McCarthy nearly does something incredible here: he makes what might be the least sympathetic character of all time seem almost sympathetic. But only almost.

For anyone completely turned off by this description, let me say that the more gruesome elements of McCarthy’s fiction are not graphic. You know what’s happening, but you rarely have to read all the details.

Suttree

The main thing I have to say about Suttree is that I had to get my dictionary out for every other sentence. But I enjoy that, so that’s not meant as a criticism.

For me this is the least linear and most ambiguous of McCarthy’s works. It is essentially about a man who forms ill-advised schemes to earn money, and has relationships with women that never go anywhere, often ending in catastrophes.

I recommend trying this book for the experience of being immersed in the language and the style, not for the plot.

Blood Meridian (Or, The Evening Redness In The West)

Simultaneously my least-favorite and favorite book. I can’t summarize it, but I can summarize my reasons for reading it: The Judge. Blood Meridian takes place in the border areas of Mexico in the mid 19th century.

The Judge seems to know everything and is capable of anything. The scenes with the volcano and the first discourse about why he draws in his notebook are among my favorite scenes in all literature.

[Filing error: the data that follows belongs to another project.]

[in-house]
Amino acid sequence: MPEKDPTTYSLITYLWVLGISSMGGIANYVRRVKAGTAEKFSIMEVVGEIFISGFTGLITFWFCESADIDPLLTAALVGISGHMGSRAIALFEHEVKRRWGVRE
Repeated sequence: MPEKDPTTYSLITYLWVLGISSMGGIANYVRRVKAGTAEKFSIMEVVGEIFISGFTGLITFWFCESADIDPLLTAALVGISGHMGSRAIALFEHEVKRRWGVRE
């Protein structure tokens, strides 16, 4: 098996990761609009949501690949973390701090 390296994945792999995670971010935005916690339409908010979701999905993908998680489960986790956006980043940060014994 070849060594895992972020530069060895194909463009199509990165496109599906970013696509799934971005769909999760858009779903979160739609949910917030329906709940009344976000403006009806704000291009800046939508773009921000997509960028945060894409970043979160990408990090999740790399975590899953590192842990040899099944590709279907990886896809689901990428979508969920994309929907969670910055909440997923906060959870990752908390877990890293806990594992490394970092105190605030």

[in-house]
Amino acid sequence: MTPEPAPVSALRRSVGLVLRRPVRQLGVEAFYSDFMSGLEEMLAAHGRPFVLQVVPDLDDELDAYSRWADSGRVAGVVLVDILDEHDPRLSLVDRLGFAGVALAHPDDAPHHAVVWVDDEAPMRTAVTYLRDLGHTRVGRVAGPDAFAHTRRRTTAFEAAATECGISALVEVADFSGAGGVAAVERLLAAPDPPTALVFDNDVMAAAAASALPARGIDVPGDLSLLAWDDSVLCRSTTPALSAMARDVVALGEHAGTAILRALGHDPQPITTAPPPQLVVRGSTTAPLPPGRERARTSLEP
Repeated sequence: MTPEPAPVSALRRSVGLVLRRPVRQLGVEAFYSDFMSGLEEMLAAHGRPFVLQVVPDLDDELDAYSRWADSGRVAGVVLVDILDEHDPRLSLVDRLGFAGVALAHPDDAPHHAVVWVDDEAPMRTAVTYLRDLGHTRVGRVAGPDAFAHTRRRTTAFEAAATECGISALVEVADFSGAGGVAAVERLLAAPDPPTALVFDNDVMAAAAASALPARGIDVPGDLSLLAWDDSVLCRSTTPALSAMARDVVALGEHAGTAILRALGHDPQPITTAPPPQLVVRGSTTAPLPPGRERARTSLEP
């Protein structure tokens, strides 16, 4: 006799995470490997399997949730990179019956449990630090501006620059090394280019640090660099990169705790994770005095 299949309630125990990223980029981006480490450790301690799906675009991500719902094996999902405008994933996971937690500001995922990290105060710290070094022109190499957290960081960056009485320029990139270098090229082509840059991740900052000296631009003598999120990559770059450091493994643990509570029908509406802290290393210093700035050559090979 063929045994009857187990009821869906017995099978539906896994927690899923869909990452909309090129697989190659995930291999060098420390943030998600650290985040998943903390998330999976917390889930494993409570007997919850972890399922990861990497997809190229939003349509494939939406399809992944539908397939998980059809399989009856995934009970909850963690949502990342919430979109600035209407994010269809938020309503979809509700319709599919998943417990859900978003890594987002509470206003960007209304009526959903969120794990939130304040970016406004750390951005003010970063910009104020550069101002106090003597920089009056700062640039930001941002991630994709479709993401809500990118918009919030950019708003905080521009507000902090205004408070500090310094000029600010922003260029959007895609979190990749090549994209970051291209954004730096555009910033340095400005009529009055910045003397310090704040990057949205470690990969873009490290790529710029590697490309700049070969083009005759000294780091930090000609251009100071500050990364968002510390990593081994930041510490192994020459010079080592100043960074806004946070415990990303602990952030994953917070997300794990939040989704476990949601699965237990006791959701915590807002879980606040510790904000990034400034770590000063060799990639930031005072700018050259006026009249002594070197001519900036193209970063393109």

All The Pretty Horses

Book one in the Border Trilogy. These three books are a step back in terms of accessible prose. Meaning, they are much more straight-forward than Suttree, BM, etc.

Pretty Horses is the story of two young boys and their adventures as they head South into Mexico. They at times reminded me of Gus and Call from Lonesome Dove.

The Crossing

Book 2 in the trilogy. Again we have a young boy headed South into Mexico. But this time the goal is different: he makes friends with a wolf and decides to go and release it across the border.

Again, doesn’t sound like much of a plot, does it? But it doesn’t matter.

This book has some of McCarthy’s greatest descriptions of the Western landscape. It is also a meditation on the chaos and cruelty of nature, and of why some creatures survive while others do not. I wonder if Werner Herzog has read these books?